Yankuba Badjie & co trial progresses

Tuesday, July 24, 2018

The criminal trial involving the State and eight former senior officials of the defunct National Intelligence Agency (NIA), continued yesterday before presiding judge, Kumba Sillah-Camara at the High Court in Banjul.

The accused persons: Yankuba Badjie, Louie Richard Leese Gomez, Sheikh Omar Jeng, Babucarr Sallah, Haruna Susso, Tamba Mansaray, Lamin Darboe and Lamin Lang Sanyang are standing trial on a 26 counts including conspiracy to murder, murder, assault causing grievous bodily harm, abduction, making false document without proper authority amongst others.

Lamin Jobarteh, the 21st prosecution witness testified before the court and was cross examined by lawyer Ibrahim Jallow, defence counsel for the 3rd accused, Sheikh Omar Jeng after which the matter was adjourned for further cross examination and hearing.

In his testimony, the witness, a security officer at the defunct NIA now State Intelligence Service told the court that in April, 2016 he was posted to the NIA facility in Tanji.

The witness further told the court that whilst there in the early hours of the 15th of April, 2016, Lamin Bojang scaled the fence and opened the main entrance gate and Dawda Ndure (Pw2) asked him whether the Chief Security, James Mendy didn’t call him and he replied in the negative.

Lamin Jobarteh disclosed that he saw Dawda Ndure and some other people go behind the banana plantation and began digging but the place was very hard.

He pointed out that the people he saw with Dawda Ndure were Buba Njie, Lamin Bojang, Malafi Jarju, Ngor Secka Ngor and Ansumana and some other people he cannot recall.

The witness testified that he was instructed by Dawda Ndure to stand at the main entrance gate so as to open the gate for Shekh Omar Jeng, the 3rd accused person and his team.

Lamin Jobarteh told the court that after a while, he saw three pick-up vans enter the premises and on board the vehicles were Sheikh Omar Jeng, Babucarr Sallah, Haruna Susso, Tamba Mansaray, Lamin Darboe, and Lamin Lang Sanyang.

The witness further told the court that when he opened the gate, Sheikh Omar Jeng asked him whether the people were ready and he replied that he doesn’t know and they drove into the premises.

The witness disclosed that after sometime, Sheikh Omar Jeng assembled the personnel and warned every one present to keep what transpired a secret, adding that if what happened there is known outside it is going to be from them.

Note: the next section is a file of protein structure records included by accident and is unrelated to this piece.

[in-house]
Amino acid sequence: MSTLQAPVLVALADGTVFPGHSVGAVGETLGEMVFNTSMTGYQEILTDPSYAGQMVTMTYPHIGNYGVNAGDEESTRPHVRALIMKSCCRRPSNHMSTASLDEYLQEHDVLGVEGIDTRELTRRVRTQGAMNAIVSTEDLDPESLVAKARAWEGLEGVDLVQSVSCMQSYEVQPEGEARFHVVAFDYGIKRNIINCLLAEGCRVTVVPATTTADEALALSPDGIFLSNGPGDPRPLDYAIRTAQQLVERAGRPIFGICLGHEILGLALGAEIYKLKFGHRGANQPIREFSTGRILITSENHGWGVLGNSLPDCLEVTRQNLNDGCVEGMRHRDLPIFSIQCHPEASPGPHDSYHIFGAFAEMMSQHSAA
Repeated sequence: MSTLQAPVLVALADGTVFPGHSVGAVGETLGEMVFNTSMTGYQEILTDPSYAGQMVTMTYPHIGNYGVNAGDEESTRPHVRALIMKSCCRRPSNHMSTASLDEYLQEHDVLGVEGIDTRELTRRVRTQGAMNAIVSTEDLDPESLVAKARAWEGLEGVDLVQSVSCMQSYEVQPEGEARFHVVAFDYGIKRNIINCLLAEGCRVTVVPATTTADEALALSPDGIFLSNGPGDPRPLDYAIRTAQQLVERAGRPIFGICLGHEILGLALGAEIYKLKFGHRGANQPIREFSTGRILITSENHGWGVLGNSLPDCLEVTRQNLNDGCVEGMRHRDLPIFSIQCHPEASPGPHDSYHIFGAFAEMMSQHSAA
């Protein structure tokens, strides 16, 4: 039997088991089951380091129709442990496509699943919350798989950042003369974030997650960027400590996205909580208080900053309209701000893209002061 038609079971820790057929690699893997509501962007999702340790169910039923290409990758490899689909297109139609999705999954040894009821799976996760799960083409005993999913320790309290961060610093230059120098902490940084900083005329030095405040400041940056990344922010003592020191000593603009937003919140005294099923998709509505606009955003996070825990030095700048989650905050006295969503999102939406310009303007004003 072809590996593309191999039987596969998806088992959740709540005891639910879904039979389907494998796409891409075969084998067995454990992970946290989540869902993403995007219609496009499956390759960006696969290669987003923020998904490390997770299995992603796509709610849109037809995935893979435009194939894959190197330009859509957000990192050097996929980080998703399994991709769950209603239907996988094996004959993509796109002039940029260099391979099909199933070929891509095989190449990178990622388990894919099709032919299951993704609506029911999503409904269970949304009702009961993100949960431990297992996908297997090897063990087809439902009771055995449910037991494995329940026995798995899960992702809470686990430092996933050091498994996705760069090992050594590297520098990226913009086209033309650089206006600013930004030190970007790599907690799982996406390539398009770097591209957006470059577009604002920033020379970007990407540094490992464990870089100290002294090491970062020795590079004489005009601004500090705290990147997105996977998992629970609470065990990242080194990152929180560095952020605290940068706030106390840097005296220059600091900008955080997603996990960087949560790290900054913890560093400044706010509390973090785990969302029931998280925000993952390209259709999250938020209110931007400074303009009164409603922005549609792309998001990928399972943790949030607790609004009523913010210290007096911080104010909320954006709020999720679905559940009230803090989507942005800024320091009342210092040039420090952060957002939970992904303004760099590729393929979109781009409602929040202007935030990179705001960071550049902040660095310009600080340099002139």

He revealed that whilst he was standing at a verandah, Sheikh Omar Jeng instructed the vehicles to go and that after they left, he then visited the site and inferred that somebody was buried there.

The witness told the court that he closed around 8:00 a.m. on that fateful day (15th of April, 2016) and when he got home, he heard that Solo Sandeng had been killed.

Lamin Jobarteh disclosed that Sheikh Omar Jeng came with the police to exhume the body of Solo Sandeng.

At this juncture, the witness was asked to step out of the witness box to identify Sheikh Omar Jeng, Babucarr Sallah, Haruna Susso, Tamba Mansaray, Lamin Darboe and Lamin Lang Sanyang if they were inside the courtroom.

Lamin Jobarteh stepped out of the witness box and identified the six accused persons.

Responding to questions posed by lawyer Ibrahim Jallow, defence counsel for the 3rd accused person: Sheikh Omar Jeng, Lamin Jobarteh told the court that he had known Sheikh Omar Jeng since 2004.

Lamin Jobarteh admitted that he made a statement to the police in respect of this matter.

The witness told the court that at the time Sheikh Omar Jeng and the other five accused persons came there he didn’t know who was buried there but later learnt that it was Solo Sandeng that was buried there.

The witness disclosed that about ten police officers were present during the exhumation of Solo Sandeng’s remains and one Kebba Susso was among the police officers.

Lamin Jobarteh told the court that he now remembered that Leon Gomez was among the people who came with Dawda Ndure and others to the Tanji NIA facility to dig.

Author: Bruce Asemota